Despite erroneous claims to the contrary, the U.S. Constitution was created in order to increase — not curtail — the powers of our national government. The Articles of Confederation had already created a national government of quite limited powers, and both those supporting the proposed Constitution and those opposing it believed that the weak national government was insufficient to fulfill its purposes.
The important caveat was that there had to be some means of insuring that the new national government would not and could not abuse its increased powers, and this was the rationale for the creation of checks and balances in the form of what we have come to call the separation of powers.
Often misunderstood, this latter idea, James Madison wrote in Federalist 48, “does not require that the legislative, executive, and judiciary departments should be wholly unconnected with each other.” Rather, he continued, “unless these departments be so far connected and blended as to give to each a constitutional control over the others, the degree of separation which the maxim requires, as essential to a free government, can never in practice be duly maintained.”
As presidential scholar Richard Neustadt famously stated, therefore, our system of separation of powers is in practice a system of shared powers in separate institutions. Presidents, senators and congressmen are elected by different constituencies for different terms of office, and federal judges are of course not elected at all, but rather nominated by the president with advice and consent of the Senate.
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Nevertheless, these independent branches of our federal government are actually interdependent in their operation. Recall the unusual character of a driver-education car: While the student driver controls the steering wheel and accelerator along with the brake, the instructor in the front passenger seat has a brake as well. The car can go nowhere unless the instructor releases that extra brake.
Likewise, while the president exercises most executive powers, Congress exercises most legislative powers and the courts exercise most judicial powers, no single branch can operate successfully unless the other two release their brakes on it.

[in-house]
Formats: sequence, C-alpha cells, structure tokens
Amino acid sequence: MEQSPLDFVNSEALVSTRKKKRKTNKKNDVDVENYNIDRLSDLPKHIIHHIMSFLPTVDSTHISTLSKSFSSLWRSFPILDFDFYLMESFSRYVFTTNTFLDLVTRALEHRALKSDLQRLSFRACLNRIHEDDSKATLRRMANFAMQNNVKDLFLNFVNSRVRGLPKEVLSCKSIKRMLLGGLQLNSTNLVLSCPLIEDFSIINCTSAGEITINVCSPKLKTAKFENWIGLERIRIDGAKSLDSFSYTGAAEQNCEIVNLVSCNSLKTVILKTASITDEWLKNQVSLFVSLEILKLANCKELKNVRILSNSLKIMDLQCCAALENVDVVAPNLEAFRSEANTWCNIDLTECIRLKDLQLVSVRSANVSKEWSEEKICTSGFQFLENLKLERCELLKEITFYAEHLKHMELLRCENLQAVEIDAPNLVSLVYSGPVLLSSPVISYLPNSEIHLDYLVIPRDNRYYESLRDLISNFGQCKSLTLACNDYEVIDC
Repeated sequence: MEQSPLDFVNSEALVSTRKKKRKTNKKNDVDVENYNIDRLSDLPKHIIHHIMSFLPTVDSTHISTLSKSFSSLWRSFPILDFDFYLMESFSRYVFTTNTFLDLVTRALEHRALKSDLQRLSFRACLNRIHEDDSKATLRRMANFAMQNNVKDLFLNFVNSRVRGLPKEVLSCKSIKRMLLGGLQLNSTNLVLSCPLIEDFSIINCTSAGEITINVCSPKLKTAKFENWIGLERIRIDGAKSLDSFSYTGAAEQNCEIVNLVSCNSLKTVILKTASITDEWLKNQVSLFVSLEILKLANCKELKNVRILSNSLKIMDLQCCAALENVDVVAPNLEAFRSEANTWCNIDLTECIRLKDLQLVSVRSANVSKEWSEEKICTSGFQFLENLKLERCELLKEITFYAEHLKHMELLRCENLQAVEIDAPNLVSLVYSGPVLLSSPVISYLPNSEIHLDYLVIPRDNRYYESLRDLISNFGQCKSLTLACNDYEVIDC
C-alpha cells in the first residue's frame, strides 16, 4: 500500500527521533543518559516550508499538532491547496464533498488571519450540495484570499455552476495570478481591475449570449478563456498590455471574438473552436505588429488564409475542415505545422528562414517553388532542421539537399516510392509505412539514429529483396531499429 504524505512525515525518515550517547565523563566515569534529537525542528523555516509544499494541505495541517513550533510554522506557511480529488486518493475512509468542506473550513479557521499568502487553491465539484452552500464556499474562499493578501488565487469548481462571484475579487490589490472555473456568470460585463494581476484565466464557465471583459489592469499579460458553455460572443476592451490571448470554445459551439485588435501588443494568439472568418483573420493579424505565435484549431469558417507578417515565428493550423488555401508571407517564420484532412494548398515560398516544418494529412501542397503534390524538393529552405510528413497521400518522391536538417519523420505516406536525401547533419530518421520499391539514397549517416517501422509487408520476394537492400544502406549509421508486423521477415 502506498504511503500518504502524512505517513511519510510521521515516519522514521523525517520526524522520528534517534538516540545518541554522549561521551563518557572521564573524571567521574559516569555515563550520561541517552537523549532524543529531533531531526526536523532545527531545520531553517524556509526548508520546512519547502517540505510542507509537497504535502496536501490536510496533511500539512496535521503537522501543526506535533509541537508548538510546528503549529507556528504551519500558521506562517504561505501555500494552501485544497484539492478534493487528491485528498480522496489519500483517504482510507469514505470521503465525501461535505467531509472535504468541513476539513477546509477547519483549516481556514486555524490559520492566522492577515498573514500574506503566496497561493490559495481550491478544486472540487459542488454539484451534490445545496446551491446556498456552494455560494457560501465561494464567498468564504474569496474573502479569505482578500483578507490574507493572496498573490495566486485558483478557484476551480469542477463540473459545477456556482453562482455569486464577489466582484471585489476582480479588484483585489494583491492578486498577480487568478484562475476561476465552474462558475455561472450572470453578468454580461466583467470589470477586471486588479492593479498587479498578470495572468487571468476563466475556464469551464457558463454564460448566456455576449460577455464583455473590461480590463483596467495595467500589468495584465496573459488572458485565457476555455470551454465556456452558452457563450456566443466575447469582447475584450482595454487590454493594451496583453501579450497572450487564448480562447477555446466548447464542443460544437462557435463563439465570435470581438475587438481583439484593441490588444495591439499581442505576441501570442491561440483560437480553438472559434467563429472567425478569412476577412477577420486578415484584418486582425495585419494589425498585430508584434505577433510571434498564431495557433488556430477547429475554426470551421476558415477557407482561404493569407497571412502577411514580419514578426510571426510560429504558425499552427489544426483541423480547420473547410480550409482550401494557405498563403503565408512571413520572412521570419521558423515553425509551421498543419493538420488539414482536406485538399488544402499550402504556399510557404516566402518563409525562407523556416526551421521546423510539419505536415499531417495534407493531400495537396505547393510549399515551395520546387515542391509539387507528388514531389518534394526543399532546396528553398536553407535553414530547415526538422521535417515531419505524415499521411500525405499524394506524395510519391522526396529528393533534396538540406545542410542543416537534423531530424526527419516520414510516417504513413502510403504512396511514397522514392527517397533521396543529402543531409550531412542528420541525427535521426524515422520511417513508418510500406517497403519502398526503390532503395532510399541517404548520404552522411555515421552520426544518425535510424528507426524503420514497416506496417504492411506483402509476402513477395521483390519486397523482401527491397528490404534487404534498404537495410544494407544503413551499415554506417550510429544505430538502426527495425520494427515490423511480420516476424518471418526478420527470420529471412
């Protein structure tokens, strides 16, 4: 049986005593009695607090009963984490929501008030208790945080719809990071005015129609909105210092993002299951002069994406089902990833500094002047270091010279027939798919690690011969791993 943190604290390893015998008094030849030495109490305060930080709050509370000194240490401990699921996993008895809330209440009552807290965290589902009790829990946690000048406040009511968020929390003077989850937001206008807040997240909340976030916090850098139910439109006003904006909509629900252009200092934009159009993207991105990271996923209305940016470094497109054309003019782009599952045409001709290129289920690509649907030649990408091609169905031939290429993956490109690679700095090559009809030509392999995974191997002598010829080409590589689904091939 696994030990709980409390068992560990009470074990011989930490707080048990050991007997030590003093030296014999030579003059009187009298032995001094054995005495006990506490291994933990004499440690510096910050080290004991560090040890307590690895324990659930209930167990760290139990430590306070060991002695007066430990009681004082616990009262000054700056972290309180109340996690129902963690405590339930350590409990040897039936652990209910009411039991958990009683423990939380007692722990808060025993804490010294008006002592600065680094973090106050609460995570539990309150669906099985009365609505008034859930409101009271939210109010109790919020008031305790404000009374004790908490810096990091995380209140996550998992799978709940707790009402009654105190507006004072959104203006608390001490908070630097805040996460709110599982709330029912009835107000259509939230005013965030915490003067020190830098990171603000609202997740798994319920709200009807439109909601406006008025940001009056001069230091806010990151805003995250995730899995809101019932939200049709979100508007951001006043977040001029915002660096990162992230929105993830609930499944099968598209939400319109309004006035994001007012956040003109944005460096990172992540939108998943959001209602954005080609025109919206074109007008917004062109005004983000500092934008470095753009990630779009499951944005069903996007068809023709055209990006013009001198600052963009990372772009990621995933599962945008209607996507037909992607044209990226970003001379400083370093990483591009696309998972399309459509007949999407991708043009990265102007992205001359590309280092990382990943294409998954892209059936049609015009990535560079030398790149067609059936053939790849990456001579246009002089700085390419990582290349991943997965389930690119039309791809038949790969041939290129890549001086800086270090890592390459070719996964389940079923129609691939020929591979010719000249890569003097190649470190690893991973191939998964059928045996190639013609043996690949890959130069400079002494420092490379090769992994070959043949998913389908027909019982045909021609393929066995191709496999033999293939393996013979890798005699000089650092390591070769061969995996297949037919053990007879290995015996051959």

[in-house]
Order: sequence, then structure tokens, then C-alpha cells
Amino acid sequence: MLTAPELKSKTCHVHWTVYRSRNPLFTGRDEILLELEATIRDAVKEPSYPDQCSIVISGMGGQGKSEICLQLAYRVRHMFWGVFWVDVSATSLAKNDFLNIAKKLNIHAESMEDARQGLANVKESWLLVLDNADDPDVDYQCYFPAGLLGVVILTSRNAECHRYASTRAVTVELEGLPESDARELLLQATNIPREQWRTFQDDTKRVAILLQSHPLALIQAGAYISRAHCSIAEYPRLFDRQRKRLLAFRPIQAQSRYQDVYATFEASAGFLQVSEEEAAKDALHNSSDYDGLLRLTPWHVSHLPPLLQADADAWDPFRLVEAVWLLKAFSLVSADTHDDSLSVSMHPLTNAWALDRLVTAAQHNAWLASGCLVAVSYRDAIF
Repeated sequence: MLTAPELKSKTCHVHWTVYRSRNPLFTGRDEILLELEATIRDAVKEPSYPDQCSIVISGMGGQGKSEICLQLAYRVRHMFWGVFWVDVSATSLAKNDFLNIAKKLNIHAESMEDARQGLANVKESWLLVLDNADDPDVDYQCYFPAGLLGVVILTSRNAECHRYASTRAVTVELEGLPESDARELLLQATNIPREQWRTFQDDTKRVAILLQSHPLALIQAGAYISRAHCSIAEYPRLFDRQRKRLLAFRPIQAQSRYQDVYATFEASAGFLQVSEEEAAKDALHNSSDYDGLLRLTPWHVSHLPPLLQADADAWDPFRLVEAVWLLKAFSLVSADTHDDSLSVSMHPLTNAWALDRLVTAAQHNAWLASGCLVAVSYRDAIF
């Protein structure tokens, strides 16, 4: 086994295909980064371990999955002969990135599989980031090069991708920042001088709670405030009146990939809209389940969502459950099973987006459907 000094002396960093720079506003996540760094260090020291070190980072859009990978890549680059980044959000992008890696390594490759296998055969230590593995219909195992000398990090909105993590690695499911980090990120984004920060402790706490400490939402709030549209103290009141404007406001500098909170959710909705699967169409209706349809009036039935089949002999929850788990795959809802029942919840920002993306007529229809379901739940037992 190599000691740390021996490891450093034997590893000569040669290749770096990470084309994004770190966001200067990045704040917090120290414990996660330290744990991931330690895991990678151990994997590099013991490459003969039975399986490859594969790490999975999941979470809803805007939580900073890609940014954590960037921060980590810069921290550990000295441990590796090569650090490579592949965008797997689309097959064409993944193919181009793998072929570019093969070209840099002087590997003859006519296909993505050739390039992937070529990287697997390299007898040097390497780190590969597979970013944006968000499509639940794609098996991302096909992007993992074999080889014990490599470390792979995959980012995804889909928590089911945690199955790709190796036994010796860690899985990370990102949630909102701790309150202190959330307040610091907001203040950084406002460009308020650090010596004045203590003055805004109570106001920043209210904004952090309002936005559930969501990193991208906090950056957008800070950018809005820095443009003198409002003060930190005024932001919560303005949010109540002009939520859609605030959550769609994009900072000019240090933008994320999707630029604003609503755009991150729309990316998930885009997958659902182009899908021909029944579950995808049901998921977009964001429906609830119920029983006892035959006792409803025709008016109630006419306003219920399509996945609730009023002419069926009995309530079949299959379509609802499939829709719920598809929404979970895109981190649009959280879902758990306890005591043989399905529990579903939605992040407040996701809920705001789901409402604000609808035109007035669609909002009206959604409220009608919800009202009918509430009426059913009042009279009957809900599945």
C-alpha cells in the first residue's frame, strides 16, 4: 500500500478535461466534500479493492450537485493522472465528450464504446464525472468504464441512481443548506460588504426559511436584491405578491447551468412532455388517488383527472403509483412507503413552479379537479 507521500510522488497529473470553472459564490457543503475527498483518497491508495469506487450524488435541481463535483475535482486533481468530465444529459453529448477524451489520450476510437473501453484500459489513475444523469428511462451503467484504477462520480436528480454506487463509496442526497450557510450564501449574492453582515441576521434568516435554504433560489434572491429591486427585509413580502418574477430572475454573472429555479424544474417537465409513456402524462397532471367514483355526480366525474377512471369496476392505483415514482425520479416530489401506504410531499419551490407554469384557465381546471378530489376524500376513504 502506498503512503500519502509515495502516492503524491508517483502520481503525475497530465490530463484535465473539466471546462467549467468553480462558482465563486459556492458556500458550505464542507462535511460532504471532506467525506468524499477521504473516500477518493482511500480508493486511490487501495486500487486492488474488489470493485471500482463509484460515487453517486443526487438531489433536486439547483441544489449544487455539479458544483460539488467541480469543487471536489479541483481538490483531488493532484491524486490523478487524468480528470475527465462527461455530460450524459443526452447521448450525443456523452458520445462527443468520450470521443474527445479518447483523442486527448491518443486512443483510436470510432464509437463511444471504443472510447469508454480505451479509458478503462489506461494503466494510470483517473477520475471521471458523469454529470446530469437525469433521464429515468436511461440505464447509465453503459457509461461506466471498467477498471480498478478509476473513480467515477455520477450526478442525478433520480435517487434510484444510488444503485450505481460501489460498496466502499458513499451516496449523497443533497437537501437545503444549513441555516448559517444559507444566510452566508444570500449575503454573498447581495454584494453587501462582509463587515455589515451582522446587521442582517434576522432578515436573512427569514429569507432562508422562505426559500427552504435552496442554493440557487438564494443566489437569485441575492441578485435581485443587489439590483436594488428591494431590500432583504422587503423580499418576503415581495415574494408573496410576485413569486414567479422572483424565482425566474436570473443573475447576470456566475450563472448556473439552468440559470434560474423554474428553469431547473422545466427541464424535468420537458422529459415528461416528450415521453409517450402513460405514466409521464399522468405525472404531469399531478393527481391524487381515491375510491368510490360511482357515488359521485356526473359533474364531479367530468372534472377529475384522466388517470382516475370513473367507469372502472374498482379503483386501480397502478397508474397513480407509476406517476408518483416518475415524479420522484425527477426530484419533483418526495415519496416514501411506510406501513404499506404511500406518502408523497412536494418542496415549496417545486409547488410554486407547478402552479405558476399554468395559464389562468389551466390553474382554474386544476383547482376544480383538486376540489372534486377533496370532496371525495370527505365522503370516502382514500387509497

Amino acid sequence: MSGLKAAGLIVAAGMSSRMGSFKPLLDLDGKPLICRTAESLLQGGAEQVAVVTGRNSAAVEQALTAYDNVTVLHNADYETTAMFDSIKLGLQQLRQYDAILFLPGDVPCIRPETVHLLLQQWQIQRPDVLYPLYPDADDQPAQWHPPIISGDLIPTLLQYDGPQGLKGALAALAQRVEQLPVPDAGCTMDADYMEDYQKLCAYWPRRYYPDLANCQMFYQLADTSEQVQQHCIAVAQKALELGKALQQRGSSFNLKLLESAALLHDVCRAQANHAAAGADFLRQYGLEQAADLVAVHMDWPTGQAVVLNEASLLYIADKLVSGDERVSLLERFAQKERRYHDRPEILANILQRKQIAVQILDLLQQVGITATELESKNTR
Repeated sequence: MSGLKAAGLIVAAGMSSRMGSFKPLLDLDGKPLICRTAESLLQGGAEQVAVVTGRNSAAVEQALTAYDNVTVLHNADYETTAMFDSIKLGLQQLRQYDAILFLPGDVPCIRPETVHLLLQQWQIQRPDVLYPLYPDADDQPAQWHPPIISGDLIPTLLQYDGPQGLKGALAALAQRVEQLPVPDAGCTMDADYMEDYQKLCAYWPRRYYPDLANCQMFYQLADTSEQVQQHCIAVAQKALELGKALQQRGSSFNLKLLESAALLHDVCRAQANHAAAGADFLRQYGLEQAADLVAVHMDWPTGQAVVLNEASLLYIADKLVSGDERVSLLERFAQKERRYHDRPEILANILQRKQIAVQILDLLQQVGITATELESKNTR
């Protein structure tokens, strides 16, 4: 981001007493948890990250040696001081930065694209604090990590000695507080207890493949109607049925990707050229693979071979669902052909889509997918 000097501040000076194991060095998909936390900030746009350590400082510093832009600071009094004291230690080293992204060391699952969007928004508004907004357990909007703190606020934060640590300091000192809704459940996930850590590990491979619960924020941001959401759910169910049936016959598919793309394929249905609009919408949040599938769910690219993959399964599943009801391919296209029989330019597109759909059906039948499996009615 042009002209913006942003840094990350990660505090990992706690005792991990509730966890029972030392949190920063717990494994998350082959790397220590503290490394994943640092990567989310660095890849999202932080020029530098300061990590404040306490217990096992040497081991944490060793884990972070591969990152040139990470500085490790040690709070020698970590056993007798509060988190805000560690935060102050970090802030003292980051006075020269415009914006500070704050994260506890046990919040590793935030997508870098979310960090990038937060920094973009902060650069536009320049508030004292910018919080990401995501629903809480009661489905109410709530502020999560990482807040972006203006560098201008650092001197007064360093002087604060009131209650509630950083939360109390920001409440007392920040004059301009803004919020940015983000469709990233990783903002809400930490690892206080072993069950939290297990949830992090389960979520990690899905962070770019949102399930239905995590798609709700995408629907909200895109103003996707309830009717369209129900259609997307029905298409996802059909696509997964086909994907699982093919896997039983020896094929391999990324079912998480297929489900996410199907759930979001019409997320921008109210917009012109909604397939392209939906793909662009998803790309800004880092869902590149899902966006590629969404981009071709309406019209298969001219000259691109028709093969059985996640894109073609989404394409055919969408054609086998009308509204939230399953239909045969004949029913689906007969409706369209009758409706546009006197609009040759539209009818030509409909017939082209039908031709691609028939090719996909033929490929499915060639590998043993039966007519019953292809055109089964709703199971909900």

Under this system of shared powers in separate institutions, however, checks and balances work only if government officeholders are willing to check and balance. And the rise of our political parties has modified their calculations in this regard.
Unmentioned in the Constitution, parties developed because the interdependence of such independent branches of government created the need for some way to bridge the institutional and geographical divisions among federal officeholders.
Every federal lawmaker is expected to have some institutional loyalty to his or her own branch — the House, the Senate, the presidency or even the federal judiciary. As Madison wrote in Federalist 51, “Ambition must be made to counteract ambition. The interest of the man must be connected with the constitutional rights of the place.” Among elected officials, however, that creates a potential tension between loyalty to their party and loyalty to their institution.
When those officials give precedence to party over institution, however, then checks and balances do not check and balance. This holds true regardless of which party controls which institutions, and it holds true whether we consider the impeachment and acquittal of President Bill Clinton in the late 1990s, or the allegations against President Donald Trump today.
The highest loyalty of any federal officeholder should thus be not to a political party, and not even to his or her branch of government, but to the Constitution itself. Let us insist that our federal officials always remember that. Partisan interest or advantage should never supersede the Constitution. We therefore must tell both our elected and non-elected federal officials: Check, please.
Dennis Goldford is chair of the Department of Political Science at Drake University.